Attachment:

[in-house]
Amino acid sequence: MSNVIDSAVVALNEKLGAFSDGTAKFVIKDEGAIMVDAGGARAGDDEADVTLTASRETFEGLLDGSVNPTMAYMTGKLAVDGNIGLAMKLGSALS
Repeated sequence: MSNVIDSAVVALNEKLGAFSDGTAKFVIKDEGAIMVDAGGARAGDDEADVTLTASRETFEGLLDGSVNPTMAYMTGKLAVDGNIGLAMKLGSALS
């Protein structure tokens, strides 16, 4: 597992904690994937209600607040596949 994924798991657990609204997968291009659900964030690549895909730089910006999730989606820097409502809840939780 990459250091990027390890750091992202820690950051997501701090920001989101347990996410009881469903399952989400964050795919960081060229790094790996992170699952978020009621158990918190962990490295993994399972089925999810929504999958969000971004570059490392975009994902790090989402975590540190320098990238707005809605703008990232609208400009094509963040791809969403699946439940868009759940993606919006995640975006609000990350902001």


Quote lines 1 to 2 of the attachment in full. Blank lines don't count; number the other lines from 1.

[in-house]
Amino acid sequence: MSNVIDSAVVALNEKLGAFSDGTAKFVIKDEGAIMVDAGGARAGDDEADVTLTASRETFEGLLDGSVNPTMAYMTGKLAVDGNIGLAMKLGSALS